Now there is nothing wrong with this connection of religion and political reflection; Tocqueville, among others, does this expertly. But if it is to be done persuasively in our pluralistic, democratic, and individualistic society, it should not, I think, be so entwined with a specific worldview, as it is in this book, whether Mitchell intended to communicate that worldview or not. But communicate it he did: religious humility and gratitude, for Mitchell, is the obvious concomitant of an agrarian, land-center economy, and outside of that kind of economic environment, the rational appeal of religious faith and the persuasiveness of our need for such a revival is simply not much there. Though Mitchell insists that “many of the virtues” he praises can be “encouraged by owning a small business,” he gives no convincing examples of how that might be so (p. 120). His discussion of neighborliness makes reference to barn raising (p. 122); his discussion of the natural world becomes most impassioned when talking about growing a garden (pp. 147-148); his discussion of the family revolves around personal examples of families escaping technological tools and engaging themselves with the land (pp. 164-166). Again and again, the grateful sensibility he urges upon his readers is connected to turning towards a more rural, more agricultural, less specialized and complex, more earthy and religious way of life.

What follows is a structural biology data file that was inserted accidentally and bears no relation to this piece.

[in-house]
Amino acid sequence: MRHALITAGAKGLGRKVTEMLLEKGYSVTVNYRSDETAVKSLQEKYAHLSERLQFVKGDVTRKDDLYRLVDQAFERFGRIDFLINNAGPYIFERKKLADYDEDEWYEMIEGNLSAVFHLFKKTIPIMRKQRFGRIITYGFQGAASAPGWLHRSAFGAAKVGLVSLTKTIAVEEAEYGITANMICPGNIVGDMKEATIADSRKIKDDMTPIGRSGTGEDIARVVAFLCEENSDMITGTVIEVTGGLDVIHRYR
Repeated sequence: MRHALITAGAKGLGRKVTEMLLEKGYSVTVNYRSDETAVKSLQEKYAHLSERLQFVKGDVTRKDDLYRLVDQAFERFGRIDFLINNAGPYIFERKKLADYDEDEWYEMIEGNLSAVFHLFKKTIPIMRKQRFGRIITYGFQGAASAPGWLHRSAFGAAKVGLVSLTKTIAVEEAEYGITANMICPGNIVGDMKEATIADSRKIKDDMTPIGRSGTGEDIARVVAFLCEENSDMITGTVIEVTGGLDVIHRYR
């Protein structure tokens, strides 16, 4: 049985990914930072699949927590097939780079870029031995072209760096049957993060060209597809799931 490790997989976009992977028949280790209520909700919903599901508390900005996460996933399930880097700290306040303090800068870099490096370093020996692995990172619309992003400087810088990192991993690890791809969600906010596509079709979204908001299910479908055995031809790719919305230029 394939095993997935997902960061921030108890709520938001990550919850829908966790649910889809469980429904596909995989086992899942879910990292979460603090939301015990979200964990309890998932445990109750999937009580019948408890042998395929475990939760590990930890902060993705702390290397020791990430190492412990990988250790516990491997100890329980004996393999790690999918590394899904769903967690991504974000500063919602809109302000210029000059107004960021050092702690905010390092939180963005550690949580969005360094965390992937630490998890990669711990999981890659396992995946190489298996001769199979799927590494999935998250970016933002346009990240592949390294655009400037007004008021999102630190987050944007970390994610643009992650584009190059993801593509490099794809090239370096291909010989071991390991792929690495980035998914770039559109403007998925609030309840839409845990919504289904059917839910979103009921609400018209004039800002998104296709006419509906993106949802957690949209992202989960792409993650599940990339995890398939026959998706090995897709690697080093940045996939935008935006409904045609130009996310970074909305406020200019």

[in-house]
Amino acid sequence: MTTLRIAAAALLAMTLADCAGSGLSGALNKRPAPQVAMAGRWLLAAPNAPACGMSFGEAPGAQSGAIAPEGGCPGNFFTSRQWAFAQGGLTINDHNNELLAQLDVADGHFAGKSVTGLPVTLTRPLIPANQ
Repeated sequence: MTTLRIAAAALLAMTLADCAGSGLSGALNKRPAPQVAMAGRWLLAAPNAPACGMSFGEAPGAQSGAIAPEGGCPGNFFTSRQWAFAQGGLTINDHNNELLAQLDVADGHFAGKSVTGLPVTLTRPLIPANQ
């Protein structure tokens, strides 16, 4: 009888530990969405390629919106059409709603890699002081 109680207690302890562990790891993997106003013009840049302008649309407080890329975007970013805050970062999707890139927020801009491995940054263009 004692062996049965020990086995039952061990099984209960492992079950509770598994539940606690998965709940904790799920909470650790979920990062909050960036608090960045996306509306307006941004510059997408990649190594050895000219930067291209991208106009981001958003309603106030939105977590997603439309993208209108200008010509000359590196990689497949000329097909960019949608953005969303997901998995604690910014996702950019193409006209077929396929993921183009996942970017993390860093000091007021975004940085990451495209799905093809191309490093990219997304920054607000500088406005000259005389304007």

But what it does not do is sketch out an alternative “conservative” political language which could move our modernized, pluralistic society away from an over-reliance upon individualism and towards a different kind of politics. Rather, it is a call for an alternative way of living, a return to a context where politics occupied an entirely different space in our lives–a less important, more participatory, more republican one.So how much dialogue with liberalism or political theory is necessary? Is Mitchell preaching to the choir? Or is there a chance that those who are aware of having certain desires for a more agrarian, republican way of life, might be inspired by the book to take action to make this more of a concrete reality in their own lives? For those with enamored with liberalism or pluralism as a good in itself, can anything persuade them of the rightness of another view? Or is liberalism less a governing ideology than a convenient rationalization for how they live? How many inhabitants of the Uhmerican megacity are willing to question their desires and reflect critically upon their lives?